A Challenging Environment, Preparing Recruiting and Sustaining School Leaders, Leadership in the Twenty-First Century
Schools are social institutions that play an important role in what is arguably the most complex responsibility of society: the healthy development of children. The people who lead schools must have a deep understanding of the many dimensions of this task, yet the challenges fall within the general category of crafting and carrying out agreements among many stakeholders. Some of these agreements have long timelines and reach into the heart of the enterprise. The bulk of the agreements, however, are short, temporary arrangements that get the various stakeholders–students, teachers, parents, policy makers–from one step in the process to the next. Effective schools are places in which these agreements are fashioned and honored successfully. Effective educational leaders are people who make that happen.
In the United States, the responsibility for public schools falls within the jurisdiction of the states, but from an operational perspective schools are the business of local government. The authority of principals and superintendents derives from that basic structure, and educational leadership is traditionally associated with the people in those positions. Accordingly, principals and superintendents are the parties most responsible for crafting the essential agreements upon which schools either succeed or fail.
The role of these leaders has evolved as society has changed and as schools have been asked to take on responsibilities that far exceed the basic literacy and numeracy skills that were expected in the early days of American public schools. As communities grew and schools increased in size beyond the point where a single teacher could meet the needs of all pupils, and as the amount of schooling required of all children increased, the position of principal–a term that literally implies the first teacher–or headmaster was created to provide instructional leadership to ensure coordination among the teachers. When the continuing growth of communities forced them to create multiple schools, the superintendent position was created to coordinate the system within those schools operated.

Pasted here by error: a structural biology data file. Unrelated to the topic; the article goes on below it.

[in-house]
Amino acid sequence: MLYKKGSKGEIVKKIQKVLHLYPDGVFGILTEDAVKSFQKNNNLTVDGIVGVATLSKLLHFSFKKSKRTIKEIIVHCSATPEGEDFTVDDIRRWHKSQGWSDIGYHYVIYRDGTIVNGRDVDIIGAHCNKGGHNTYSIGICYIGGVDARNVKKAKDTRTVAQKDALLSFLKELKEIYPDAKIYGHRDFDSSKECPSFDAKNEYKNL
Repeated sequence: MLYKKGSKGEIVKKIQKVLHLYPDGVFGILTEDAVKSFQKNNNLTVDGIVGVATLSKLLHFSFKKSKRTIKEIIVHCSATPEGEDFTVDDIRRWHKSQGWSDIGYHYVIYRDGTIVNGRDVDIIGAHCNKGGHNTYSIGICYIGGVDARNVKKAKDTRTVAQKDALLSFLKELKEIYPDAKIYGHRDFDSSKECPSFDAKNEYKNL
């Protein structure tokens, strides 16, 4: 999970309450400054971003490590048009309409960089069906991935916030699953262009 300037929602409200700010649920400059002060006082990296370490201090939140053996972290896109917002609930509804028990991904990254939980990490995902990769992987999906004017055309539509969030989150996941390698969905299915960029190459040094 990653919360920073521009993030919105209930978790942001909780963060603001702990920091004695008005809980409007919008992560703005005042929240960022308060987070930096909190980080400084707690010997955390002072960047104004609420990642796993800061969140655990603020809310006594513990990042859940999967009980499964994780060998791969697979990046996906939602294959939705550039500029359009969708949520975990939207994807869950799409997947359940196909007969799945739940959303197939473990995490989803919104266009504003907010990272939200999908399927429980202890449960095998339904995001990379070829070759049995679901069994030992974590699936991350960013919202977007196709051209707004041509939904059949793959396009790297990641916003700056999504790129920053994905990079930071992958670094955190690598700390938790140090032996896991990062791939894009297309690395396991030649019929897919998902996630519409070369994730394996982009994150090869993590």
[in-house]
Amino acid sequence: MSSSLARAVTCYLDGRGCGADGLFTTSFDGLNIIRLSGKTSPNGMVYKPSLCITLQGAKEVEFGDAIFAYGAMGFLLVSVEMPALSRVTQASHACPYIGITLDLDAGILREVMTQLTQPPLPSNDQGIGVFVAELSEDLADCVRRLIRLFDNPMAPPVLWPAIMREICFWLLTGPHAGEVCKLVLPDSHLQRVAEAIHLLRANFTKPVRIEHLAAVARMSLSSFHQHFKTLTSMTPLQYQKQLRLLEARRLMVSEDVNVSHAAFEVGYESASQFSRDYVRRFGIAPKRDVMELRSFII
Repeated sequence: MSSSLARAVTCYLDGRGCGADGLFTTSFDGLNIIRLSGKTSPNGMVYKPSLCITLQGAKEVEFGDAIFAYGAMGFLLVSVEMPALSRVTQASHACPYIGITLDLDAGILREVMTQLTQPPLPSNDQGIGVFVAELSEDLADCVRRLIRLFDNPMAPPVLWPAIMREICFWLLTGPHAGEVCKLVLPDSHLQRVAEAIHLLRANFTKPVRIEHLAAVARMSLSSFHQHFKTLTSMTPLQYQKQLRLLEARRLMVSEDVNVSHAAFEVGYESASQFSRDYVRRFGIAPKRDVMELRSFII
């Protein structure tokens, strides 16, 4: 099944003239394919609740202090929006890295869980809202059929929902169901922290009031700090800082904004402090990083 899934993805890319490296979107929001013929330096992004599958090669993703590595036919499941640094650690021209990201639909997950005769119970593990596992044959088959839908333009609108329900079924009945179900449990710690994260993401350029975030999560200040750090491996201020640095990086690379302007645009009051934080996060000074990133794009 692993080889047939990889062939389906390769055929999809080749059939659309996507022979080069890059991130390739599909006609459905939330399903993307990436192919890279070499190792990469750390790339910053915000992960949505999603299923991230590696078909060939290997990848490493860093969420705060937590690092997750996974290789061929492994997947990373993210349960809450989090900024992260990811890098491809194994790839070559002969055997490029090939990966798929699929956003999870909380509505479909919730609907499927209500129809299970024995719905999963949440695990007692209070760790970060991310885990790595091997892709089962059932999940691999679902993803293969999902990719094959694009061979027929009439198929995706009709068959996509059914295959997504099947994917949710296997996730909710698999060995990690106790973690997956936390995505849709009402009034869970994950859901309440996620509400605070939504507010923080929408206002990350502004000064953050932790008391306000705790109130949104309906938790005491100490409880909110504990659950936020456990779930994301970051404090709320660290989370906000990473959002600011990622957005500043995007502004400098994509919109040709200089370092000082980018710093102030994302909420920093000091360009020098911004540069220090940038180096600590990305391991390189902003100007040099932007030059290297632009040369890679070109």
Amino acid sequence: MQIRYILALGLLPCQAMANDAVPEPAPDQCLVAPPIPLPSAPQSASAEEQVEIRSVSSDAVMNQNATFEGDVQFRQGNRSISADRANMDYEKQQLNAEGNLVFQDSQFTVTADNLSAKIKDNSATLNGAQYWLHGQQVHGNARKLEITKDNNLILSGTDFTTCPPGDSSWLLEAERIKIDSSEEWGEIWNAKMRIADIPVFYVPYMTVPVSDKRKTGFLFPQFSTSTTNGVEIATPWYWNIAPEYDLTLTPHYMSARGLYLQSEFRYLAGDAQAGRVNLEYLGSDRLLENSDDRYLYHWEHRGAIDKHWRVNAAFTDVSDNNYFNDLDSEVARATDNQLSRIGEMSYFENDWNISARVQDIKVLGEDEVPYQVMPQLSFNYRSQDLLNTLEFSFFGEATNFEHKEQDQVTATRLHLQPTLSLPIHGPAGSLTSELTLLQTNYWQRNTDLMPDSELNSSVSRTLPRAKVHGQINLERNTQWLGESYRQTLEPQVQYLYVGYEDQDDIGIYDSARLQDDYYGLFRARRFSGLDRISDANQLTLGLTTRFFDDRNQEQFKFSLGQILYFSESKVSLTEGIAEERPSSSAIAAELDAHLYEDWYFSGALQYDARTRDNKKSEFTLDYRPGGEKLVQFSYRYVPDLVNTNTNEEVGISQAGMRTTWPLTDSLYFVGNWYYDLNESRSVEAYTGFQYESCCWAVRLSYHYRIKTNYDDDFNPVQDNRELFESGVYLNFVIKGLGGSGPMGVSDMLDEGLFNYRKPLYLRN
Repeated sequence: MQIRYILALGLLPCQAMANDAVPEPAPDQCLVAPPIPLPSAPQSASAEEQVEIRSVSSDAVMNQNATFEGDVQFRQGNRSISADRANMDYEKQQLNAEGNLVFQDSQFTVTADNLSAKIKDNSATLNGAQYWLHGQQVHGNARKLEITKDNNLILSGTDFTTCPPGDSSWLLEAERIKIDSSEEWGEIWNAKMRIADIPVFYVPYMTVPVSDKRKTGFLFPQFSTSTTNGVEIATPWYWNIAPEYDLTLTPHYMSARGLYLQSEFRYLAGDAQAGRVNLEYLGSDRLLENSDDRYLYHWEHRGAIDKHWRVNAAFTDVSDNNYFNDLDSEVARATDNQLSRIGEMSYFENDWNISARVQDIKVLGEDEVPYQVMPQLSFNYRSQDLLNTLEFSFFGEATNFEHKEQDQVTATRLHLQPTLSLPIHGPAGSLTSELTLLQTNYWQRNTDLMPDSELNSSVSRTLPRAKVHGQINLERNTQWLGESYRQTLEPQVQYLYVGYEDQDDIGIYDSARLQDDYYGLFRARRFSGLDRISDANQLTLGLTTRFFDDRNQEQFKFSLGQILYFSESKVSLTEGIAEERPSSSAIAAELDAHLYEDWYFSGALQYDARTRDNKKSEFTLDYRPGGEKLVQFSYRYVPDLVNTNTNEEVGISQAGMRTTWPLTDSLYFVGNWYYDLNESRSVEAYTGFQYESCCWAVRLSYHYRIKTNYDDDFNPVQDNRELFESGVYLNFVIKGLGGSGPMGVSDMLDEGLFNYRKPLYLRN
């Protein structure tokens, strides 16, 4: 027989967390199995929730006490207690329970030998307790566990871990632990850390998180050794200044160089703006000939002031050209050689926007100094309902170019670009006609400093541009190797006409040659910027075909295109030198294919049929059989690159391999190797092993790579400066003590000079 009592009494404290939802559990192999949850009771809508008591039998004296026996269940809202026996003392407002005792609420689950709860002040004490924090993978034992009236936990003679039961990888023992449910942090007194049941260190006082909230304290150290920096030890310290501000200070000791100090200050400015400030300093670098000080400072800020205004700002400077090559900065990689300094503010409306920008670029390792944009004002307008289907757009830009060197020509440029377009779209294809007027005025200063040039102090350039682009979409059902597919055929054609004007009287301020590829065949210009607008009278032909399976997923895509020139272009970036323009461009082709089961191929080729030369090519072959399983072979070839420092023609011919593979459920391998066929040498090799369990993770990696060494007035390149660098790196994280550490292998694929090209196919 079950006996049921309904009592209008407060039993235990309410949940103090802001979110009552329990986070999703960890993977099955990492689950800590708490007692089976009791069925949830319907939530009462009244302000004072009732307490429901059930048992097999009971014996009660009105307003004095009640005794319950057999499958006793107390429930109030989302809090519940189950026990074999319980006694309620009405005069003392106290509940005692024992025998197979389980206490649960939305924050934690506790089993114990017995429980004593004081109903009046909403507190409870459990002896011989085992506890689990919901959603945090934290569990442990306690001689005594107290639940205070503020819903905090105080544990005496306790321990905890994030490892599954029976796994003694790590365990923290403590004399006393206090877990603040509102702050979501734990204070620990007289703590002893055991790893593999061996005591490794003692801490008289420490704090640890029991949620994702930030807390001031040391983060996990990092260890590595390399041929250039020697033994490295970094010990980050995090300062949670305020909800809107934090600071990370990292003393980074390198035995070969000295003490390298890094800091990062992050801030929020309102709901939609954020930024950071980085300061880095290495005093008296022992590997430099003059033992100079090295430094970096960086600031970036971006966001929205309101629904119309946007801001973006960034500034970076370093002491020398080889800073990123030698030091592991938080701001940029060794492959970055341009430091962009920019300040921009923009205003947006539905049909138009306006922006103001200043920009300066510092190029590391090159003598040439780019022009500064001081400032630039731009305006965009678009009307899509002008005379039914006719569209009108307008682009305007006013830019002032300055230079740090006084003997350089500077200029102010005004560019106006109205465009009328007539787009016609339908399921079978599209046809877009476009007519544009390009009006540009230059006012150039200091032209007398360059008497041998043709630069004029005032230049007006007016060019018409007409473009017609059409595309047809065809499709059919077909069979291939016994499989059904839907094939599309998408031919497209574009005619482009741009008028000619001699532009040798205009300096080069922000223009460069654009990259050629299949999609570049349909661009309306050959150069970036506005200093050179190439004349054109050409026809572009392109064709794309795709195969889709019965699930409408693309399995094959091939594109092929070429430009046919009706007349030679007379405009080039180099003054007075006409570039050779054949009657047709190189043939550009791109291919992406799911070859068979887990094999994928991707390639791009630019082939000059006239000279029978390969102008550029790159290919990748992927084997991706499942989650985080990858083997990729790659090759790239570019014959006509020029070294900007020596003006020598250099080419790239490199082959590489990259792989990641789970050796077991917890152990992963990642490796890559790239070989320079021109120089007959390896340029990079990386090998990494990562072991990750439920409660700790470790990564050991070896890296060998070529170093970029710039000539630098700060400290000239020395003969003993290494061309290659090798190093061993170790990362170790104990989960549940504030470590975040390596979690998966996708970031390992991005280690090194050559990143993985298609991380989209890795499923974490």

Beginning in the early 1960s with the advent of comprehensive high schools and consolidated school districts, and eventually in response to increased demands placed upon schools by the states and the federal government, there was dramatic growth in the number of other administrative positions in the district's central office. These school leaders are more specialized, working, for example, in a single area such as finance or curriculum.
School administration also became differentiated through positions associated with content-area specialists and, in some cases, basic assistance for the principal. During the last decades of the twentieth century, there was steady growth in the number of educators working in districts who did not participate directly in the instruction of students. Pressures throughout the schools and districts, including the supervision of these new administrators, and the steady flow of multiple mandates from state and federal government, began to erode the opportunity principals and superintendents once had to provide real leadership.
In the late 1990s, another notion about educational leadership arose. Recognizing the value of distributing leadership responsibility to those people who were closest to student learning, some educators began to talk about the need for teacher leadership. The concept was unusual in a system that associates leaders with people who have specific titles. Also, the idea that teachers might be expected to provide leadership for their peers, their schools, and their profession while remaining in the primary role as teacher was a radical departure from the norm.
A Challenging Environment